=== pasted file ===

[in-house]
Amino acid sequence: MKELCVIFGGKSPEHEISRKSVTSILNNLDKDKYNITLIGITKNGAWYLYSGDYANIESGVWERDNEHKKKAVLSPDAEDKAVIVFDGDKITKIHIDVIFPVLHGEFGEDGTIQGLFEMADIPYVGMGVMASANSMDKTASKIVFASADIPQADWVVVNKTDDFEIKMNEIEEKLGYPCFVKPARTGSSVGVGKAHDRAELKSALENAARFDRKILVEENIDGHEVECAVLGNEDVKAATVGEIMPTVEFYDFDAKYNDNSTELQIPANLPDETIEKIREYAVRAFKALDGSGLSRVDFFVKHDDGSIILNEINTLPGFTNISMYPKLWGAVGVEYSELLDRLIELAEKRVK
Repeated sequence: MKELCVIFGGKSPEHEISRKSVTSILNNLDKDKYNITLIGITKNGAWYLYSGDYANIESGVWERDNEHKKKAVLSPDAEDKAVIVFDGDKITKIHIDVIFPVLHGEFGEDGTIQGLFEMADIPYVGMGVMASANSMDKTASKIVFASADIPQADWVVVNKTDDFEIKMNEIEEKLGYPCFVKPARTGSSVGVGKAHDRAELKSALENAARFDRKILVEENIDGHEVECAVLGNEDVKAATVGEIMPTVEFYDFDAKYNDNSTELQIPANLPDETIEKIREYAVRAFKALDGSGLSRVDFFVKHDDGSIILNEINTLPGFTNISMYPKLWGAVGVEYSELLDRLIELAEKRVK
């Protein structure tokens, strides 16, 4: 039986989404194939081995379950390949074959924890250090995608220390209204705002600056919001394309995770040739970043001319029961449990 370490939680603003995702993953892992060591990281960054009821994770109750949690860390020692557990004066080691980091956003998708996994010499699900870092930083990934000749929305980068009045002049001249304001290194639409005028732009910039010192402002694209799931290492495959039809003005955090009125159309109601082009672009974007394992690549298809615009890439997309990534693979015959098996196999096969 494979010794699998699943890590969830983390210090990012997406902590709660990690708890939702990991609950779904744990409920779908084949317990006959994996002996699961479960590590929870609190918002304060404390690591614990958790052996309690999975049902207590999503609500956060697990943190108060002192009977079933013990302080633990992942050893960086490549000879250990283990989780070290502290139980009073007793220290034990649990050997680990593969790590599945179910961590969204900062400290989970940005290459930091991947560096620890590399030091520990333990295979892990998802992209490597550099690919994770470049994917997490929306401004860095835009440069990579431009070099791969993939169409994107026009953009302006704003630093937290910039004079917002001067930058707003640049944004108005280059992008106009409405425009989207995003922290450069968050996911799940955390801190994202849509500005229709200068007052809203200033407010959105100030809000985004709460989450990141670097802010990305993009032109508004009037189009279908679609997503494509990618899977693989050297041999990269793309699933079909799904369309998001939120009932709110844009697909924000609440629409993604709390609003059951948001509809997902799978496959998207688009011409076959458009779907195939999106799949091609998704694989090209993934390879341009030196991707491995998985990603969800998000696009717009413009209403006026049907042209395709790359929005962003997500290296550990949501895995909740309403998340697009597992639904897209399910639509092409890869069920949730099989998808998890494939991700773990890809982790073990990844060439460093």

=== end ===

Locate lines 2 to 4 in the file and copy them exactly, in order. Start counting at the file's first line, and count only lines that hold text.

Amino acid sequence: MKELCVIFGGKSPEHEISRKSVTSILNNLDKDKYNITLIGITKNGAWYLYSGDYANIESGVWERDNEHKKKAVLSPDAEDKAVIVFDGDKITKIHIDVIFPVLHGEFGEDGTIQGLFEMADIPYVGMGVMASANSMDKTASKIVFASADIPQADWVVVNKTDDFEIKMNEIEEKLGYPCFVKPARTGSSVGVGKAHDRAELKSALENAARFDRKILVEENIDGHEVECAVLGNEDVKAATVGEIMPTVEFYDFDAKYNDNSTELQIPANLPDETIEKIREYAVRAFKALDGSGLSRVDFFVKHDDGSIILNEINTLPGFTNISMYPKLWGAVGVEYSELLDRLIELAEKRVK
Repeated sequence: MKELCVIFGGKSPEHEISRKSVTSILNNLDKDKYNITLIGITKNGAWYLYSGDYANIESGVWERDNEHKKKAVLSPDAEDKAVIVFDGDKITKIHIDVIFPVLHGEFGEDGTIQGLFEMADIPYVGMGVMASANSMDKTASKIVFASADIPQADWVVVNKTDDFEIKMNEIEEKLGYPCFVKPARTGSSVGVGKAHDRAELKSALENAARFDRKILVEENIDGHEVECAVLGNEDVKAATVGEIMPTVEFYDFDAKYNDNSTELQIPANLPDETIEKIREYAVRAFKALDGSGLSRVDFFVKHDDGSIILNEINTLPGFTNISMYPKLWGAVGVEYSELLDRLIELAEKRVK
């Protein structure tokens, strides 16, 4: 039986989404194939081995379950390949074959924890250090995608220390209204705002600056919001394309995770040739970043001319029961449990 370490939680603003995702993953892992060591990281960054009821994770109750949690860390020692557990004066080691980091956003998708996994010499699900870092930083990934000749929305980068009045002049001249304001290194639409005028732009910039010192402002694209799931290492495959039809003005955090009125159309109601082009672009974007394992690549298809615009890439997309990534693979015959098996196999096969 494979010794699998699943890590969830983390210090990012997406902590709660990690708890939702990991609950779904744990409920779908084949317990006959994996002996699961479960590590929870609190918002304060404390690591614990958790052996309690999975049902207590999503609500956060697990943190108060002192009977079933013990302080633990992942050893960086490549000879250990283990989780070290502290139980009073007793220290034990649990050997680990593969790590599945179910961590969204900062400290989970940005290459930091991947560096620890590399030091520990333990295979892990998802992209490597550099690919994770470049994917997490929306401004860095835009440069990579431009070099791969993939169409994107026009953009302006704003630093937290910039004079917002001067930058707003640049944004108005280059992008106009409405425009989207995003922290450069968050996911799940955390801190994202849509500005229709200068007052809203200033407010959105100030809000985004709460989450990141670097802010990305993009032109508004009037189009279908679609997503494509990618899977693989050297041999990269793309699933079909799904369309998001939120009932709110844009697909924000609440629409993604709390609003059951948001509809997902799978496959998207688009011409076959458009779907195939999106799949091609998704694989090209993934390879341009030196991707491995998985990603969800998000696009717009413009209403006026049907042209395709790359929005962003997500290296550990949501895995909740309403998340697009597992639904897209399910639509092409890869069920949730099989998808998890494939991700773990890809982790073990990844060439460093």